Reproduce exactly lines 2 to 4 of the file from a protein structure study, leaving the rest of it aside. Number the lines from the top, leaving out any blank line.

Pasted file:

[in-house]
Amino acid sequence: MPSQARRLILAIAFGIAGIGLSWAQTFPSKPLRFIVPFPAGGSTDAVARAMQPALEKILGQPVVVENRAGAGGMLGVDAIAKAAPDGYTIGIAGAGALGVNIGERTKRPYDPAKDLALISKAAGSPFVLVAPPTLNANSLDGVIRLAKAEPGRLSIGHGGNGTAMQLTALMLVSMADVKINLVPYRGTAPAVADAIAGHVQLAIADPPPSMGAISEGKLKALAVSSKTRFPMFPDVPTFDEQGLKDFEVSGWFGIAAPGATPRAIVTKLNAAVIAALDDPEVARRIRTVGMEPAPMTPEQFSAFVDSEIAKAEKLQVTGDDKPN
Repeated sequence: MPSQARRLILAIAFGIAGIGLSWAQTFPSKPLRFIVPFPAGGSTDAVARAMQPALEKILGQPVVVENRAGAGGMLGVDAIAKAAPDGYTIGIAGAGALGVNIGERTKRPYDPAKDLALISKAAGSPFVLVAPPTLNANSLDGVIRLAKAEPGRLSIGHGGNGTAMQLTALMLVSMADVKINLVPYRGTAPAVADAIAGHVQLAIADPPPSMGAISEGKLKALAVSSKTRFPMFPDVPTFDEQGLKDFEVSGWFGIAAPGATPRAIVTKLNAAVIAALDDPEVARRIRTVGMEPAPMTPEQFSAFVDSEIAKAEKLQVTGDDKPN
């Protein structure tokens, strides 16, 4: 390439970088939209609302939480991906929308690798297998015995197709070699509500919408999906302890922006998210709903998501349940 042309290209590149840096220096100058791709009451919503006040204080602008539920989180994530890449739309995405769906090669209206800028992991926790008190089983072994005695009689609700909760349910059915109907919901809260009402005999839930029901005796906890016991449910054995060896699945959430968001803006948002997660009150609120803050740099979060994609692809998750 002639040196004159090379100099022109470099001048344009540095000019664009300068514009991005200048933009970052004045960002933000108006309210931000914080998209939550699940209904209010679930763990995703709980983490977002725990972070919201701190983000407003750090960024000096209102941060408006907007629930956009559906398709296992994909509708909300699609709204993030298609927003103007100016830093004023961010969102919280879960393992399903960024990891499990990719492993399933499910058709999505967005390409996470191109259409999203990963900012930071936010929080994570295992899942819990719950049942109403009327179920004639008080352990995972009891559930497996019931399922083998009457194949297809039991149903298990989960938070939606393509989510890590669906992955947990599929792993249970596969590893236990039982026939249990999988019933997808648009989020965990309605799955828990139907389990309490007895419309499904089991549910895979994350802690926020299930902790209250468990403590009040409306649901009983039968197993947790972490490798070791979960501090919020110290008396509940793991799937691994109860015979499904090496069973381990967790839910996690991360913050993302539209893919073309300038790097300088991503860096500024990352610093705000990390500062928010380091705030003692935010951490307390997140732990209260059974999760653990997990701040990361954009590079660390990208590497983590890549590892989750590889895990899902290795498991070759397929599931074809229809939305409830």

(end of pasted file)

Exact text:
Amino acid sequence: MPSQARRLILAIAFGIAGIGLSWAQTFPSKPLRFIVPFPAGGSTDAVARAMQPALEKILGQPVVVENRAGAGGMLGVDAIAKAAPDGYTIGIAGAGALGVNIGERTKRPYDPAKDLALISKAAGSPFVLVAPPTLNANSLDGVIRLAKAEPGRLSIGHGGNGTAMQLTALMLVSMADVKINLVPYRGTAPAVADAIAGHVQLAIADPPPSMGAISEGKLKALAVSSKTRFPMFPDVPTFDEQGLKDFEVSGWFGIAAPGATPRAIVTKLNAAVIAALDDPEVARRIRTVGMEPAPMTPEQFSAFVDSEIAKAEKLQVTGDDKPN
Repeated sequence: MPSQARRLILAIAFGIAGIGLSWAQTFPSKPLRFIVPFPAGGSTDAVARAMQPALEKILGQPVVVENRAGAGGMLGVDAIAKAAPDGYTIGIAGAGALGVNIGERTKRPYDPAKDLALISKAAGSPFVLVAPPTLNANSLDGVIRLAKAEPGRLSIGHGGNGTAMQLTALMLVSMADVKINLVPYRGTAPAVADAIAGHVQLAIADPPPSMGAISEGKLKALAVSSKTRFPMFPDVPTFDEQGLKDFEVSGWFGIAAPGATPRAIVTKLNAAVIAALDDPEVARRIRTVGMEPAPMTPEQFSAFVDSEIAKAEKLQVTGDDKPN
């Protein structure tokens, strides 16, 4: 390439970088939209609302939480991906929308690798297998015995197709070699509500919408999906302890922006998210709903998501349940 042309290209590149840096220096100058791709009451919503006040204080602008539920989180994530890449739309995405769906090669209206800028992991926790008190089983072994005695009689609700909760349910059915109907919901809260009402005999839930029901005796906890016991449910054995060896699945959430968001803006948002997660009150609120803050740099979060994609692809998750 002639040196004159090379100099022109470099001048344009540095000019664009300068514009991005200048933009970052004045960002933000108006309210931000914080998209939550699940209904209010679930763990995703709980983490977002725990972070919201701190983000407003750090960024000096209102941060408006907007629930956009559906398709296992994909509708909300699609709204993030298609927003103007100016830093004023961010969102919280879960393992399903960024990891499990990719492993399933499910058709999505967005390409996470191109259409999203990963900012930071936010929080994570295992899942819990719950049942109403009327179920004639008080352990995972009891559930497996019931399922083998009457194949297809039991149903298990989960938070939606393509989510890590669906992955947990599929792993249970596969590893236990039982026939249990999988019933997808648009989020965990309605799955828990139907389990309490007895419309499904089991549910895979994350802690926020299930902790209250468990403590009040409306649901009983039968197993947790972490490798070791979960501090919020110290008396509940793991799937691994109860015979499904090496069973381990967790839910996690991360913050993302539209893919073309300038790097300088991503860096500024990352610093705000990390500062928010380091705030003692935010951490307390997140732990209260059974999760653990997990701040990361954009590079660390990208590497983590890549590892989750590889895990899902290795498991070759397929599931074809229809939305409830």